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Development

Lancaster IDA meeting spurs unintended controversy
By Lee Chowaniec
Mar 15, 2012, 08:59
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What really was the cause of Supervisor Dino Fudoli’s bringing to light his comments presented in Tuesday morning’ Buffalo News report was the result of the opening comments I made at the LIDA meeting. The intent of my addressing the board was not to create controversy or demean any LIDA member but to gather information on the LIDA’ process and to question the board’s reasoning for granting IDA’S that many in the public felt did not meet the original intent of he IDA grant program.

Mr. Fudoli was kind enough to let me address the board. My opening comment was the following and then questions were asked thereafter. In my mind it was an interesting and valuable meting despite some heated exchange.

Opening comment

There was a Buffalo News report last Monday that focused on IDA tax breaks running amok. In the report it was stated: “After several years of handing out tax break after tax break to stores, restaurants, hotels and urgent care centers –all almost exclusively local projects that promised little in the way of job growth or increased wealth for the region –local IDAs are coming under greater scrutiny from politicians in a position to do something about it.”

“They’re supposed to create jobs,” County Executive Mark Poloncarz said. “What they’re doing is creating deals, not jobs. They’re moving around the pieces on the chess board.”

As someone who realizes the importance of the IDA program and supports the original intent and value of the IDA program, which is primarily to bring jobs and revenue into a community, in Lancaster we have witnessed the same IDA abuse.

I, as well as others, would like to know more about the workings of the IDA. I have questions and comments I would like to put forward. While some may say that the LIDA is an independent agency from town government operation and does not rely on taxpayer money, I differ with that opinion. The town appoints the LIDA members; the town in turn receives $35,000 from the LIDA for the services of three town employees; the LIDA profits from projects that involve tax breaks – sales, mortgage and property tax breaks that in turn compel taxpayers to make up the difference.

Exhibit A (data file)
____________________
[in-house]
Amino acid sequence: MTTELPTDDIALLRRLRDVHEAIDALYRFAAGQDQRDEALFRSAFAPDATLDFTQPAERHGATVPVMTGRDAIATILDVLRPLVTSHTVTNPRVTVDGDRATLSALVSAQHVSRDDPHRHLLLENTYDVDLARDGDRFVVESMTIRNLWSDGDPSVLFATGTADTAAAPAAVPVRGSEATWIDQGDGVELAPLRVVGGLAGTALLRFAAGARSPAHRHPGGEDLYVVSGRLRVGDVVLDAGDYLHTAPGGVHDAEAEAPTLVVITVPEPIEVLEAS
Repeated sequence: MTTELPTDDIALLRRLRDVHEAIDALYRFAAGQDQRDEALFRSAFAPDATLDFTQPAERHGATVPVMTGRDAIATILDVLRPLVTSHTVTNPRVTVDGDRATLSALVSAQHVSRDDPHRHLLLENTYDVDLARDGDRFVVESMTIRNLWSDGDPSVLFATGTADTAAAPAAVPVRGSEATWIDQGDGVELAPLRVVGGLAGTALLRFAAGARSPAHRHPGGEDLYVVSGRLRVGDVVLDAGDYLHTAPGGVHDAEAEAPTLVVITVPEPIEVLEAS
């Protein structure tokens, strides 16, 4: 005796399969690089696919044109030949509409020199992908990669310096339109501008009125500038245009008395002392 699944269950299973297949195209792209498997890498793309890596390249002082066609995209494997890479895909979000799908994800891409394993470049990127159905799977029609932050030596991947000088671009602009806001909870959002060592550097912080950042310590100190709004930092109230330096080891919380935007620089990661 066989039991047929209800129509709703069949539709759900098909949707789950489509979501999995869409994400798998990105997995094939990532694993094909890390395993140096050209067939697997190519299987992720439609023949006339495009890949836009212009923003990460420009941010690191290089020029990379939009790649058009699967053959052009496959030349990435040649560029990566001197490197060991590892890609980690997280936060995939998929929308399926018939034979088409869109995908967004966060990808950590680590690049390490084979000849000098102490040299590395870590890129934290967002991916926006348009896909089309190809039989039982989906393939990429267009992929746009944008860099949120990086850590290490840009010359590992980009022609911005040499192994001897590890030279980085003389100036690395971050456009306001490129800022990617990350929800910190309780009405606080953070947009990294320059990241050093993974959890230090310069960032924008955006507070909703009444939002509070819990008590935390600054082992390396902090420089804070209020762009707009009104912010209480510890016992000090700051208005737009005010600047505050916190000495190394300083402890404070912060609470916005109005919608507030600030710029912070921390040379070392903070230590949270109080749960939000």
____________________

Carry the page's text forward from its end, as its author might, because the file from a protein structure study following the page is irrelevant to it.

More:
Before allowing me to ask my questions, Supervisor Fudoli asked if he could take a second to respond to the News report. He then spoke on Poloncarz’s statements made in the News report.

Fudoli: “Mark Poloncarz has put a bull’s eye on the local IDA’S because he wants to control them from the county; and I don’t want to take shots at the unions here, but that’s been his agenda. If he controlled the IDA program through the county he could force different things and different rules that would be favorable to unions onto the IDA’S. That has been his agenda from the get-go. I am just telling you that his agenda should be known when he is giving shots at the local IDA’S. He is trying to push forward through legislation with the state and the county to try to eliminate the local IDA’S and concentrate the power at the county level. I just wanted to put that point out there so that you are aware of that.”

Chowaniec: “I appreciate you putting that out there as there are always two sides to every story. That is why I asked to address the LIDA today. And, I did not find your response inappropriate. On to the questions.

Questions

1. Was the 2012 LIDA budget approved prior to your (Supervisor Fudoli) taking office as Chair?

Fudoli: “Yes it was.”

2. The LIDA web site should be updated to reflect who the current board members are, their positions, and who earns what (if indeed they are paid). We spoke n that briefly at the last town board meeting.